Jennifer Weeks

Jennifer Weeks is a freelance writer based in Massachusetts. Her recent articles have appeared in Plenty, Harvard Magazine, and Nature Network Boston.

Biofuel pioneer Lee Lynd points the way toward a “carbohydrate economy”

Well before cellulosic ethanol became the hot new fuel, Lee Lynd was immersed in it. Since 1987, the engineering professor has been leading a major academic study group on cellulosic ethanol from his perch at Dartmouth. Before that, he even wrote his undergraduate honors thesis on it. Lee Lynd. Photo: Joseph Mehling/Dartmouth More recently, Lynd has been putting his technical expertise to the test in the marketplace. In 2005, he cofounded Mascoma, a cellulosic biomass-to-ethanol company that has just completed its second round of venture funding with support from Vinod Khosla and other investors. (Lynd serves as chief scientific officer.) …

Not quite, but cellulosic ethanol may be coming sooner than you think

Even as organizations ranging from Consumers Union to the Cato Institute cast doubt on the environmental value of corn-based ethanol, facilities designed to make it are popping up by the dozen throughout the Midwest. Meanwhile, cellulosic ethanol — which can be derived from just about any plant matter — draws near-unanimous environmental raves. Trouble is, the technology required for producing it economically still hasn’t quite emerged. Thus, like the kid in the back seat on a long family car trip, investors and other interested observers have for years been demanding to know, “When are we gonna get there?” Over and …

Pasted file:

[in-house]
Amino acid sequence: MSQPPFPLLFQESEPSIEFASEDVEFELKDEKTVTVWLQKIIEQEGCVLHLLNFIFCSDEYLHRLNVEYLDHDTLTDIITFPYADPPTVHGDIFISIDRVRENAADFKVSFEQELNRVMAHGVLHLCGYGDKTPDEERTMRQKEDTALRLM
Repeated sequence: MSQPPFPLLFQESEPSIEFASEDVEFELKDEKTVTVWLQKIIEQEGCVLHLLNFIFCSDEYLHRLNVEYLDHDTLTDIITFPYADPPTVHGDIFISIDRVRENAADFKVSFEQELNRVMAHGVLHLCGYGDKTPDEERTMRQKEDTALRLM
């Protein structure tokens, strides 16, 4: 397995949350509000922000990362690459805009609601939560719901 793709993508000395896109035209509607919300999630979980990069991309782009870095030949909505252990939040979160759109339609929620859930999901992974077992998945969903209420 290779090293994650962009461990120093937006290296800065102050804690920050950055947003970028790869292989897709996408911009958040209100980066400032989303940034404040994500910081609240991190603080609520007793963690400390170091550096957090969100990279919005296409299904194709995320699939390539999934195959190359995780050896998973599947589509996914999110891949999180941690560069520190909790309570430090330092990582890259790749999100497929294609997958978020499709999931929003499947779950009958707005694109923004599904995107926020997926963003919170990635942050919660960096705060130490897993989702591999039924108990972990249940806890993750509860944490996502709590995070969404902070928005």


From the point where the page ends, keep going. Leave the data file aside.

Two books explore the perks and perils of corporate social responsibility

Coturri Winery in Sonoma County, Calif., could be a poster child for socially responsible business: The family-owned company farms organically, produces critically praised wines on a small scale, supports a local moratorium on genetically modified plants, and donates to nonprofit causes. But according to the Natural Capital Institute’s responsible-investing database, Coturri wouldn’t pass muster with at least 45 socially responsible funds, because these plans screen out companies that produce alcohol. Big chairs to fill. Many of the same funds hold shares in energy companies like BP, Chevron, ConocoPhillips, and Occidental Petroleum, whose business centers on feeding the world’s fossil-fuel habit. …